Bitcoin mining boom in Iceland uses huge amounts of power

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Icelandic Lawmaker Floats Bitcoin Mining Tax

That is more than households use on the island nation of 340,000, according to Iceland's National Energy Authority.

"Four months ago, I could not have predicted this trend - but then bitcoin skyrocketed and we got a lot more emails", he said to the Associated Press at the Svartsengi geothermal energy plant, which is now powering a lot of the bitcoin mining operations going on at the southwestern peninsula of the country.

Johann Snorri Sigurbergsson from Icelandic energy company HS Orka told BBC that there simply isn't enough energy to power newly-proposed data centers.

Data centres that are mining bitcoin receive small rewards when the programs they run solve complex mathematical problems, generating revenue. Prices are contained because almost all of the country's energy comes from renewable sources, prompting more mining companies to consider opening operations in Iceland.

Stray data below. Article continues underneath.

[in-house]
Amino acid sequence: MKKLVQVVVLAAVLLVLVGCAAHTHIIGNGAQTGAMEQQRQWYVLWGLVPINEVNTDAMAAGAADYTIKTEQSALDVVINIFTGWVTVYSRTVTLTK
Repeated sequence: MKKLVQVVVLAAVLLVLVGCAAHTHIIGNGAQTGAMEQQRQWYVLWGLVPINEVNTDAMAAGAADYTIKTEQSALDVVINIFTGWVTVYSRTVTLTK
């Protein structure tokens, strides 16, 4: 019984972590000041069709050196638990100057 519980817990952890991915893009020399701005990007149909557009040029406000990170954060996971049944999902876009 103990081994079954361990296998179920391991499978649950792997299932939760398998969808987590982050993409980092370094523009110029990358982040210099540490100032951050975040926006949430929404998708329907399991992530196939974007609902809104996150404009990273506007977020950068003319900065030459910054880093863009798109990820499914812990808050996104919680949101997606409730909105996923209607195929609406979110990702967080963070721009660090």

Bitcoin mining refers to the work done by computers connected to the global Bitcoin network.

He said that bitcoin mining will require about 840 gigawatt hours of electricity this year.

The Pirate Party now holds 6 seats out of 63 in the Althing, Iceland's parliament, meaning that the party alone is unlikely to succeed in pursuing any kind of bitcoin mining tax on its own. Smári McCarthy, a member of Parliament from the minority Pirate Party, tweeted that, "Cryptocurrency mining requires nearly no staff, very little in capital investments, and mostly leaves no taxes either".

An Icelandic lawmaker has suggested imposing a new tax on bitcoin mining companies.

Bitcoin mining Every ten minutes a miner wins a price of 12.5 bitcoins - still worth over a hundred thousand dollars in spite of a huge decline of more than half of bitcoin's value.

"Under normal circumstances, companies that are creating value in Iceland pay a certain amount of tax to the government", McCarthy explained.

But as crypto-currencies rise in popularity, mining operations certainly continue to use more and more resources - recent analysis of European energy use in 2017 by campaign group Sandbag noted that Bitcoin mining was contributing to additional power demand in the technology sector. "These companies are not doing that, and we might want to ask ourselves whether they should".

The cryptocurrency boom is raising a lot of concerns about the energy required to power the mining projects.

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